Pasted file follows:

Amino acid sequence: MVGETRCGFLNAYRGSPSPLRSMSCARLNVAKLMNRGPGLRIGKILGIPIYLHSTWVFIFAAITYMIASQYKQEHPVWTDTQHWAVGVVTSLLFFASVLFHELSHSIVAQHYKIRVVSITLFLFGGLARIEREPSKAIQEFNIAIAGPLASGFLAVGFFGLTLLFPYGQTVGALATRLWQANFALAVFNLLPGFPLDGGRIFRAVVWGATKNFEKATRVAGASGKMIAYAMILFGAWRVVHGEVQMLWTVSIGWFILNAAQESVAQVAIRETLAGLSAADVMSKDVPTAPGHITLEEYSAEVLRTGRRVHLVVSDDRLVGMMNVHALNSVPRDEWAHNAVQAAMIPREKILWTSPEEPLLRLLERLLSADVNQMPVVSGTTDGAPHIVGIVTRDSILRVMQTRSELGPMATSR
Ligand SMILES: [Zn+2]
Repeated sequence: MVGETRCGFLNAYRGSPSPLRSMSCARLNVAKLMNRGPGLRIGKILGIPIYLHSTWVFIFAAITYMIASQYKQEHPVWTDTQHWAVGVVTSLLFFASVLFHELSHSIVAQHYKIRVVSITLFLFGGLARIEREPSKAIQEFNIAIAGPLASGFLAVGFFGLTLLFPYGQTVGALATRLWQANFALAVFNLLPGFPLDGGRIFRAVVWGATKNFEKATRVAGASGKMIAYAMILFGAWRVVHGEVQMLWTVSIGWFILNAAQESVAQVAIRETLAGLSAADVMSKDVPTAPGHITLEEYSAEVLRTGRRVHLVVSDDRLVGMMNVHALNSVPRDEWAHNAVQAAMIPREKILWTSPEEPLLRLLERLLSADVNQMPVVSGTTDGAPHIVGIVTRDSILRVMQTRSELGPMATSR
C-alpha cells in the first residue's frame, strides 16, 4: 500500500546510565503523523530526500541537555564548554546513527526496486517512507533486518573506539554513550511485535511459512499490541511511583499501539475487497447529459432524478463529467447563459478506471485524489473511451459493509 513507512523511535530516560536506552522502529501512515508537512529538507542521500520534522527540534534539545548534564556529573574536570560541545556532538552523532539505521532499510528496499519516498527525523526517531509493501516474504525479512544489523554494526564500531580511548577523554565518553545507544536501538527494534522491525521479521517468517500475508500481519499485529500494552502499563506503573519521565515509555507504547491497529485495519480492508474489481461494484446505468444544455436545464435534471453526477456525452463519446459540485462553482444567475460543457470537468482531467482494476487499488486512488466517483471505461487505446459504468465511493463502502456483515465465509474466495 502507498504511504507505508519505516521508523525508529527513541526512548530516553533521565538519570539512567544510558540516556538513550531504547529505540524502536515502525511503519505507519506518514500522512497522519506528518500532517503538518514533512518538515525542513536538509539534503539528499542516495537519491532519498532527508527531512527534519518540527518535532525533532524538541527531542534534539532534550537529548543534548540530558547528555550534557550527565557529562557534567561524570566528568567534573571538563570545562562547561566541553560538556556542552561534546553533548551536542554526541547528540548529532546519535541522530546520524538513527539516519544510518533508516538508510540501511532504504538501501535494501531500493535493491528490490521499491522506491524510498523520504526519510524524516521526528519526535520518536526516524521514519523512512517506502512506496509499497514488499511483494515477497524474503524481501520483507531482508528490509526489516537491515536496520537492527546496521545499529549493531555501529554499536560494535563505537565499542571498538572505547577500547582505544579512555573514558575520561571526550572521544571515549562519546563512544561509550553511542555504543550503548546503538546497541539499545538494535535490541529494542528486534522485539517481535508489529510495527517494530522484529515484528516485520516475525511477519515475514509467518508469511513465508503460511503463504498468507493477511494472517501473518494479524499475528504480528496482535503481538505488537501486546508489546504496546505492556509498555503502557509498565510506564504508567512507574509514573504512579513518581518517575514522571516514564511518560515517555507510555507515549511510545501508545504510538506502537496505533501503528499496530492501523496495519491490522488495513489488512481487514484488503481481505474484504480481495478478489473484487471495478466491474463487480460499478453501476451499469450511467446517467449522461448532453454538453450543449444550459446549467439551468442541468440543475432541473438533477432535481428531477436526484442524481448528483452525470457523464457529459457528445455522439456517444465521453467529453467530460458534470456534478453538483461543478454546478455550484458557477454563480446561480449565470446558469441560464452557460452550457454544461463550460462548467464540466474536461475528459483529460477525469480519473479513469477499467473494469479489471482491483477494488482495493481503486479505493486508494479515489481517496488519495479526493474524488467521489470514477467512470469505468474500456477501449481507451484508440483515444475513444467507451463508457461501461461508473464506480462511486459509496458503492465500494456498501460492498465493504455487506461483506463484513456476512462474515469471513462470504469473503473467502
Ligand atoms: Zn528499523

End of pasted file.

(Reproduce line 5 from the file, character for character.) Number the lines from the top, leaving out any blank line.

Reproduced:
Ligand atoms: Zn528499523